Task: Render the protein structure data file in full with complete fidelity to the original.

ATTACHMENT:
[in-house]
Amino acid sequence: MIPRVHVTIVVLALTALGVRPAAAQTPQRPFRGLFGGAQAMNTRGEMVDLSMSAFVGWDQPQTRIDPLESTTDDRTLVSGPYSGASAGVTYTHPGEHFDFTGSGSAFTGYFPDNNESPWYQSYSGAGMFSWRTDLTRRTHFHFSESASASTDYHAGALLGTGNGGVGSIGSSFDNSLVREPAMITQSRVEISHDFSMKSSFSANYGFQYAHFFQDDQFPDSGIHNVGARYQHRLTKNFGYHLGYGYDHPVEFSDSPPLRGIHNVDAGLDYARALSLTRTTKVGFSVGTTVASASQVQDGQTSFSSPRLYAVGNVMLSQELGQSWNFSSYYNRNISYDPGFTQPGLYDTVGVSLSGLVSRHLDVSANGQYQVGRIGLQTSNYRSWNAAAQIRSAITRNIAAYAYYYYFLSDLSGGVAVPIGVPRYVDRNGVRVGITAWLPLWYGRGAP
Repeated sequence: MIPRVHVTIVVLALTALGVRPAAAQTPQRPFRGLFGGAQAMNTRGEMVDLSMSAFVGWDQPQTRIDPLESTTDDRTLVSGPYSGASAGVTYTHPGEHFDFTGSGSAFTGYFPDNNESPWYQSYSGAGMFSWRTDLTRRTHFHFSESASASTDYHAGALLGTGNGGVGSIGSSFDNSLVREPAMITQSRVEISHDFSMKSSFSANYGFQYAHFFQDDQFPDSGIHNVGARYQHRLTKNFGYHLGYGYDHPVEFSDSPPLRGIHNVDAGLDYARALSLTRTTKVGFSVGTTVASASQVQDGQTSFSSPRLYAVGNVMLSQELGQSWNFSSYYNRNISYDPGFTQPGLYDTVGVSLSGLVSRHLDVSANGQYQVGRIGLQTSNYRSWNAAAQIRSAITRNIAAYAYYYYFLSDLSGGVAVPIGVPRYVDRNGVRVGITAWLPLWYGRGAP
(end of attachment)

[in-house]
Amino acid sequence: MIPRVHVTIVVLALTALGVRPAAAQTPQRPFRGLFGGAQAMNTRGEMVDLSMSAFVGWDQPQTRIDPLESTTDDRTLVSGPYSGASAGVTYTHPGEHFDFTGSGSAFTGYFPDNNESPWYQSYSGAGMFSWRTDLTRRTHFHFSESASASTDYHAGALLGTGNGGVGSIGSSFDNSLVREPAMITQSRVEISHDFSMKSSFSANYGFQYAHFFQDDQFPDSGIHNVGARYQHRLTKNFGYHLGYGYDHPVEFSDSPPLRGIHNVDAGLDYARALSLTRTTKVGFSVGTTVASASQVQDGQTSFSSPRLYAVGNVMLSQELGQSWNFSSYYNRNISYDPGFTQPGLYDTVGVSLSGLVSRHLDVSANGQYQVGRIGLQTSNYRSWNAAAQIRSAITRNIAAYAYYYYFLSDLSGGVAVPIGVPRYVDRNGVRVGITAWLPLWYGRGAP
Repeated sequence: MIPRVHVTIVVLALTALGVRPAAAQTPQRPFRGLFGGAQAMNTRGEMVDLSMSAFVGWDQPQTRIDPLESTTDDRTLVSGPYSGASAGVTYTHPGEHFDFTGSGSAFTGYFPDNNESPWYQSYSGAGMFSWRTDLTRRTHFHFSESASASTDYHAGALLGTGNGGVGSIGSSFDNSLVREPAMITQSRVEISHDFSMKSSFSANYGFQYAHFFQDDQFPDSGIHNVGARYQHRLTKNFGYHLGYGYDHPVEFSDSPPLRGIHNVDAGLDYARALSLTRTTKVGFSVGTTVASASQVQDGQTSFSSPRLYAVGNVMLSQELGQSWNFSSYYNRNISYDPGFTQPGLYDTVGVSLSGLVSRHLDVSANGQYQVGRIGLQTSNYRSWNAAAQIRSAITRNIAAYAYYYYFLSDLSGGVAVPIGVPRYVDRNGVRVGITAWLPLWYGRGAP